Man with a face like a cherub and a smile like a hustler does a bluesy duet from his balcony. A few minutes later, he’s rescuing a floozy in a bar, wielding off drunks with a broken bottle. He drops the floozy off, resisting her advances at first, then kissing her to prove a point to his gawking schoolmates. To top this manic sequence off, he punches one of them in the face and gets expelled. And this is just the first five minutes of King Creole, starring Elvis Presley.
Elvis movies were never high art, and King Creole doesn’t pretend to be so. But its great low art – imbued with the spirit of noir and offsetting the natural charm of Elvis with a toughness that’s very much of its era. Perhaps the director, Michael Curtiz (Casablanca), was more difficult to influence than the journeymen who directed the later Elvis movies. The musical interludes retain the anarchic energy of Jailhouse Rock; we’re still a few years away from the dreaded Hawaiian movies. And the action, when it comes, is fast and imbued with the spirit of noir.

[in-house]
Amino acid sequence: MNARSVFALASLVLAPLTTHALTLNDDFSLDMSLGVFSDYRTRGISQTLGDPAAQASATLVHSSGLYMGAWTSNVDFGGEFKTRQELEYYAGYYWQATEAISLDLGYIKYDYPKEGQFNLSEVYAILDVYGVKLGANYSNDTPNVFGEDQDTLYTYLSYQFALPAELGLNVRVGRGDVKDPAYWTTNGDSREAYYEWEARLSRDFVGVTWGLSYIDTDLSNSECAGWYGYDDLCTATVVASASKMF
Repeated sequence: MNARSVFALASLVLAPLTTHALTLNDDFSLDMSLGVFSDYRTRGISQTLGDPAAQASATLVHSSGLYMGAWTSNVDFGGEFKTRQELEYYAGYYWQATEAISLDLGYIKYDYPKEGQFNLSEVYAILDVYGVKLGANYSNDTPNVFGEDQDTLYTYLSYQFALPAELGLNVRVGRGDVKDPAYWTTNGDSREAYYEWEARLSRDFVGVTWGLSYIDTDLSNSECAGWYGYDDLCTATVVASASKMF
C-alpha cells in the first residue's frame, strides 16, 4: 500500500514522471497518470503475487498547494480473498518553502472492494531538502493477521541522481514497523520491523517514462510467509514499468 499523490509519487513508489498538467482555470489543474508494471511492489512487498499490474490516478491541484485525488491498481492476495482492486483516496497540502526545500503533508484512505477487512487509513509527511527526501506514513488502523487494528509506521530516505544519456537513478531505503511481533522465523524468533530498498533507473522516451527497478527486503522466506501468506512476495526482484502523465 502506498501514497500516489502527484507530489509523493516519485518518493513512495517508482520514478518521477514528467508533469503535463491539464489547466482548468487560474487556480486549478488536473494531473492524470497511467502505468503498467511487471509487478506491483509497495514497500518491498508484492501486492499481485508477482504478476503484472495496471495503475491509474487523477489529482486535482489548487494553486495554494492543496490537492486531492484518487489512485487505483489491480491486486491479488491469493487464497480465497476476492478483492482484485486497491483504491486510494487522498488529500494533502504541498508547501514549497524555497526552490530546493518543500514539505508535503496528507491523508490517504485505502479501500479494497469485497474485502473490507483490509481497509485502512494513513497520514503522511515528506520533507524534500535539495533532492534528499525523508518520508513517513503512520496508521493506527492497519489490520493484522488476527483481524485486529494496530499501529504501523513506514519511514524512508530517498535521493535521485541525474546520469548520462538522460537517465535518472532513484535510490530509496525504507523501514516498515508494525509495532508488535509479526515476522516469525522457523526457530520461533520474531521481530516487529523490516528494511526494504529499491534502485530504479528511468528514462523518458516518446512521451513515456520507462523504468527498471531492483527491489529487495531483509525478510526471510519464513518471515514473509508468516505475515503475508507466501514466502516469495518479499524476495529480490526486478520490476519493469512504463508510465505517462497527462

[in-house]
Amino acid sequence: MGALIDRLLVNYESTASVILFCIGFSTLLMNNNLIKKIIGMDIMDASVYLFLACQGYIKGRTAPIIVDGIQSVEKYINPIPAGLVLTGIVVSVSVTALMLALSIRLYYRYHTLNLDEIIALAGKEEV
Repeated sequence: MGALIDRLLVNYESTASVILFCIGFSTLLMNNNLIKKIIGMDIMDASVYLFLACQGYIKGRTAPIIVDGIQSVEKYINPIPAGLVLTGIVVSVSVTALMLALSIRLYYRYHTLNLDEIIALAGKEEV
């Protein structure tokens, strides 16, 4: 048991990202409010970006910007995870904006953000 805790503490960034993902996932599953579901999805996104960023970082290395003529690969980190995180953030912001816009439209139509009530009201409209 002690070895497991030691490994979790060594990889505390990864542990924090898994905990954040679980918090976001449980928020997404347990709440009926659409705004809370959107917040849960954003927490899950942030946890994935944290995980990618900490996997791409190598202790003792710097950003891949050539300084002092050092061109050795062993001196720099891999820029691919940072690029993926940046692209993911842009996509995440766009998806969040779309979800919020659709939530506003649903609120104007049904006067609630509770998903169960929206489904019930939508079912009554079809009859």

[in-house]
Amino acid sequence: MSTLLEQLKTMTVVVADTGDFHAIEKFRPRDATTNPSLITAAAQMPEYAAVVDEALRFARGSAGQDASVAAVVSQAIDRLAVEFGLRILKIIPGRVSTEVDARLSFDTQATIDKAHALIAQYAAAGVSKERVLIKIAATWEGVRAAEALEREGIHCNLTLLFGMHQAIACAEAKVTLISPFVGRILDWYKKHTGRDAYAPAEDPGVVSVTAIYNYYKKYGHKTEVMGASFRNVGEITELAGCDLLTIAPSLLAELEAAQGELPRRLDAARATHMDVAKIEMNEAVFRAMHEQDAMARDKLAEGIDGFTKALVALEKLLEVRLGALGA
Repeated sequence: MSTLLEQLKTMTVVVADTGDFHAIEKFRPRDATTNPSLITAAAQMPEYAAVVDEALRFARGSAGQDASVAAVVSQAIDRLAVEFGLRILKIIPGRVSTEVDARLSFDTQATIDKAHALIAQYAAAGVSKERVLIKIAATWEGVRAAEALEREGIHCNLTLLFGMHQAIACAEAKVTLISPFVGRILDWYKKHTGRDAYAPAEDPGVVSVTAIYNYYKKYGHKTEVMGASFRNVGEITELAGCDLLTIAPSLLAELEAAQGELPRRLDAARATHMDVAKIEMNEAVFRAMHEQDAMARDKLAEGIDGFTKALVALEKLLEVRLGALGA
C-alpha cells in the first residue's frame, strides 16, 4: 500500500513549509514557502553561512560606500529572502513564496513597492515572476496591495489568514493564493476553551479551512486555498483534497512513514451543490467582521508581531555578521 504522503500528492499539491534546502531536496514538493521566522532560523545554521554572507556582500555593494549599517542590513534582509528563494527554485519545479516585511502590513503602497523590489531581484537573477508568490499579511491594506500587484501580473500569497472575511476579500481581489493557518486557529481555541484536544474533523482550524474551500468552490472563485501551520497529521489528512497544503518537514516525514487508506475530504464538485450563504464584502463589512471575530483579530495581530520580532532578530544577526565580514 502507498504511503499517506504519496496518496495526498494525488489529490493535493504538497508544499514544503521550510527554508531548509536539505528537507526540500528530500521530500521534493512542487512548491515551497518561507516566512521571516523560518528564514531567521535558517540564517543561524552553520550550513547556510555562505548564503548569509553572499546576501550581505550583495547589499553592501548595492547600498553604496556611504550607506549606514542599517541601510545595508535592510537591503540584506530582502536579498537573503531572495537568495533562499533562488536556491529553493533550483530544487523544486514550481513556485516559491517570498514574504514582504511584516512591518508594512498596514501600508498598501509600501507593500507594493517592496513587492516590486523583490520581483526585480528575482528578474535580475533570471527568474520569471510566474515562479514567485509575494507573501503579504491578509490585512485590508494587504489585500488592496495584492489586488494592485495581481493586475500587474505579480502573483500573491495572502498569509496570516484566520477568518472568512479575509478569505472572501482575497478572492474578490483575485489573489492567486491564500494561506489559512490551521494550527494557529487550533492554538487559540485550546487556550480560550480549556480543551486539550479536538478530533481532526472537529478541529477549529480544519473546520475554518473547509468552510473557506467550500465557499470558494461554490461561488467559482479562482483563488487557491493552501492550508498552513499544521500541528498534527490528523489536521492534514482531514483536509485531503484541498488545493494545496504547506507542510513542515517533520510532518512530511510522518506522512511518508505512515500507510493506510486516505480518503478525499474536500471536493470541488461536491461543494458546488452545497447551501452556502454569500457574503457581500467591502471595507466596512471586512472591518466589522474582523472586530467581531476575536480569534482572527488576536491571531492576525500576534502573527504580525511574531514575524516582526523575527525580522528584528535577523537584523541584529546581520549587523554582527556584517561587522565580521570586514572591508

King Creole has a grittiness that’s very much of its era - it isn’t difficult to imagine Brando or Newman playing the lead (Montgomery Clift was offered the role when it wasn’t a musical). It’s also interesting to note that “king” of the title isn’t Elvis, but Walter Matthau, playing a sadistic gangster. The Elvis of this movie is clearly aimed a notch higher than the teeny-bopper market - he falls for a hooker and mugs his own dad – and he seems believably tough (he looked naive anyway). You wouldn’t want to step on his blue suede shoes.